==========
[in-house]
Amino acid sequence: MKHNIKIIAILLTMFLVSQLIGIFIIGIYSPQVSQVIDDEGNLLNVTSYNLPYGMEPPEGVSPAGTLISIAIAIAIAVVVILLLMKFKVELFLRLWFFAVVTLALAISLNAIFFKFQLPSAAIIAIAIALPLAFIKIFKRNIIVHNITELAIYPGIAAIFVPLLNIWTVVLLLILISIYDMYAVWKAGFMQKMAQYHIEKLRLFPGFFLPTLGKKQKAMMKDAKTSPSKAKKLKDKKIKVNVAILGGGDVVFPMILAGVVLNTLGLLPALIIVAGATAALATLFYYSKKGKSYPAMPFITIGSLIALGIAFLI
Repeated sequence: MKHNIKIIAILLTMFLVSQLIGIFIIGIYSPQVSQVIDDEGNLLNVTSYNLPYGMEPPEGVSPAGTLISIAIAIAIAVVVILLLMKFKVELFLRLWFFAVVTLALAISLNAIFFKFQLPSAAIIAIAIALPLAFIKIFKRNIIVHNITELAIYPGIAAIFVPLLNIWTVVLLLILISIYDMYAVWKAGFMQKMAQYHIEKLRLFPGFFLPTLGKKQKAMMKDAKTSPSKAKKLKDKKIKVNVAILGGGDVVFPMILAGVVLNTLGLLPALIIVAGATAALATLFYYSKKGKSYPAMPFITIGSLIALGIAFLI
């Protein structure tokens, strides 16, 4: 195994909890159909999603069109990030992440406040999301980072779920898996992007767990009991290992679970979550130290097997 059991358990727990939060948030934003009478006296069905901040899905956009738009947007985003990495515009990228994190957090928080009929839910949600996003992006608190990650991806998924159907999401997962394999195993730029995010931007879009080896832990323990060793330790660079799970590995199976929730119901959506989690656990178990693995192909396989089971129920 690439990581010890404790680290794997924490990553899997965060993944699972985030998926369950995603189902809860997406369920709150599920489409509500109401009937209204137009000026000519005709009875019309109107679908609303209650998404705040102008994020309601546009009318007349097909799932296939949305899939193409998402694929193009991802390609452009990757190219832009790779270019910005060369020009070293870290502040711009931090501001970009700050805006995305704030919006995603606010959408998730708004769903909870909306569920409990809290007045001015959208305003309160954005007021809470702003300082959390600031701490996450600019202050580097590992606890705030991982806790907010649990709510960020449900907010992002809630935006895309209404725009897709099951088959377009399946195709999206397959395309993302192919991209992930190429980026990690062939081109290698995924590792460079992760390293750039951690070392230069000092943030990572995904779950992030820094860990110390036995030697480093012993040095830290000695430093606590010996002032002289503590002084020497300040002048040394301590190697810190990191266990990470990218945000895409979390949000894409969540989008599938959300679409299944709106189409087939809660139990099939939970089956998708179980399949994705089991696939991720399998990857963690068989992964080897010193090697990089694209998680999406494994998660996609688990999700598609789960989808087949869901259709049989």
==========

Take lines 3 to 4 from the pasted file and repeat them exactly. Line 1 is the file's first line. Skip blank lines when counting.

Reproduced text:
Repeated sequence: MKHNIKIIAILLTMFLVSQLIGIFIIGIYSPQVSQVIDDEGNLLNVTSYNLPYGMEPPEGVSPAGTLISIAIAIAIAVVVILLLMKFKVELFLRLWFFAVVTLALAISLNAIFFKFQLPSAAIIAIAIALPLAFIKIFKRNIIVHNITELAIYPGIAAIFVPLLNIWTVVLLLILISIYDMYAVWKAGFMQKMAQYHIEKLRLFPGFFLPTLGKKQKAMMKDAKTSPSKAKKLKDKKIKVNVAILGGGDVVFPMILAGVVLNTLGLLPALIIVAGATAALATLFYYSKKGKSYPAMPFITIGSLIALGIAFLI
């Protein structure tokens, strides 16, 4: 195994909890159909999603069109990030992440406040999301980072779920898996992007767990009991290992679970979550130290097997 059991358990727990939060948030934003009478006296069905901040899905956009738009947007985003990495515009990228994190957090928080009929839910949600996003992006608190990650991806998924159907999401997962394999195993730029995010931007879009080896832990323990060793330790660079799970590995199976929730119901959506989690656990178990693995192909396989089971129920 690439990581010890404790680290794997924490990553899997965060993944699972985030998926369950995603189902809860997406369920709150599920489409509500109401009937209204137009000026000519005709009875019309109107679908609303209650998404705040102008994020309601546009009318007349097909799932296939949305899939193409998402694929193009991802390609452009990757190219832009790779270019910005060369020009070293870290502040711009931090501001970009700050805006995305704030919006995603606010959408998730708004769903909870909306569920409990809290007045001015959208305003309160954005007021809470702003300082959390600031701490996450600019202050580097590992606890705030991982806790907010649990709510960020449900907010992002809630935006895309209404725009897709099951088959377009399946195709999206397959395309993302192919991209992930190429980026990690062939081109290698995924590792460079992760390293750039951690070392230069000092943030990572995904779950992030820094860990110390036995030697480093012993040095830290000695430093606590010996002032002289503590002084020497300040002048040394301590190697810190990191266990990470990218945000895409979390949000894409969540989008599938959300679409299944709106189409087939809660139990099939939970089956998708179980399949994705089991696939991720399998990857963690068989992964080897010193090697990089694209998680999406494994998660996609688990999700598609789960989808087949869901259709049989």